I have been stopped lately in church, or at the grocery store and no matter who I run into, they all ask basically the same question; any rain in the forecast? Well, in short, that answer has been no. There are a few things to blame for this answer, one such thing is not me. I wish I could help to bring much needed rain, but I can only report what's going to happen. The main issue this late Autumn and into the winter has been La Nina. La Nina is the cooling of the water in the eastern Pacific Ocean. It's the opposite of El Nino. There is no time table of when each phenomena comes, or how long they last. They vary. Some of both last for a few months, some a few years. What La Nina does for weather in west Texas in particular is keep things dry.
We have been getting basically a weekly parade of cold fronts this winter season, but they all have been dry passages. We managed to squeak out .01" of rain in Snyder, White River Lake, Post and Fluvanna late last week. But that will not help out the drought. Lubbock has not seen measurable precipitation in 81 days ( as of Sunday, January 28). When we're in a La Nina pattern that cooling of the water in the eastern Pacific shifts the moisture to the northern United States and southern Canada and keeps dry air prevalent in the southern United States. So that is why we have been cut off from the moisture that is supposed to come with these cold fronts. We usually get extreme temperature differences, too. We have for sure seen that this winter season. We've gone for days with below freezing air, then have had highs in the upper 60s and 70s. All of this with no rain, or snow for that matter.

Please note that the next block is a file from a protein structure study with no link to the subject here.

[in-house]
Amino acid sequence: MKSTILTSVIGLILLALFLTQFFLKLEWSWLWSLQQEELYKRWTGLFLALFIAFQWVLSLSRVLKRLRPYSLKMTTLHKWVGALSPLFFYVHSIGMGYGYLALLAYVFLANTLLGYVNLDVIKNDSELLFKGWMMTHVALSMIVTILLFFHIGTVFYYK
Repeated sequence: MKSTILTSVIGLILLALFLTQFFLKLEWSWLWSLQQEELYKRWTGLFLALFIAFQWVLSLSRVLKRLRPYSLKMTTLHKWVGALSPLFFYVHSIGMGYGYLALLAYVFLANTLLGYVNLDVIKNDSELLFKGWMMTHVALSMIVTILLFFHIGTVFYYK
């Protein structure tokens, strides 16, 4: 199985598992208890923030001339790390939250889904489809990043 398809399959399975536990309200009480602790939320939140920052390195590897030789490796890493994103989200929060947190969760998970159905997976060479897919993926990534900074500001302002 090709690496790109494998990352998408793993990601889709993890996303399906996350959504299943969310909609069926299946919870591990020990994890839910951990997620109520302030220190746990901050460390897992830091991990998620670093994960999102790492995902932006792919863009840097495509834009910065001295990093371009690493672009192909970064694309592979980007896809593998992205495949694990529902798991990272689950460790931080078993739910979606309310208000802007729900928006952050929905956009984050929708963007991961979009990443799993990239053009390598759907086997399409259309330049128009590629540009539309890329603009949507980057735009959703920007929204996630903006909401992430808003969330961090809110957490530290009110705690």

The above picture is the American forecast model for Thursday morning of this coming week. Another cold front is going to push through west Texas and again it will bring in dry air. We'll get another extreme difference in temperatures, as highs will go from the 70s on Wednesday, to the 50s on Thursday. We'll be hard pressed to see any moisture any time soon. That is bad, bad news. I know farmers are having a hard time with working their fields due to the very dry ground. When we get windy days, the dust is going to fly in the air, too. Current forecast runs are keeping things dry all of next week and into the following. So, as we move into February, it looks as through the prolonged dry spell will continue.
For reference, longest dry spell in Lubbock was from October 27, 2005-February 3, 2006. That spanned 98 days, with only 11 days seeing a 'trace' of precipitation. The current trend has us getting to, at least, 90 days without measurable precipitation. That would place this spell second all time here in Lubbock. Sorry for the bad news!
Photo courtesy of Lubbock National Weather Service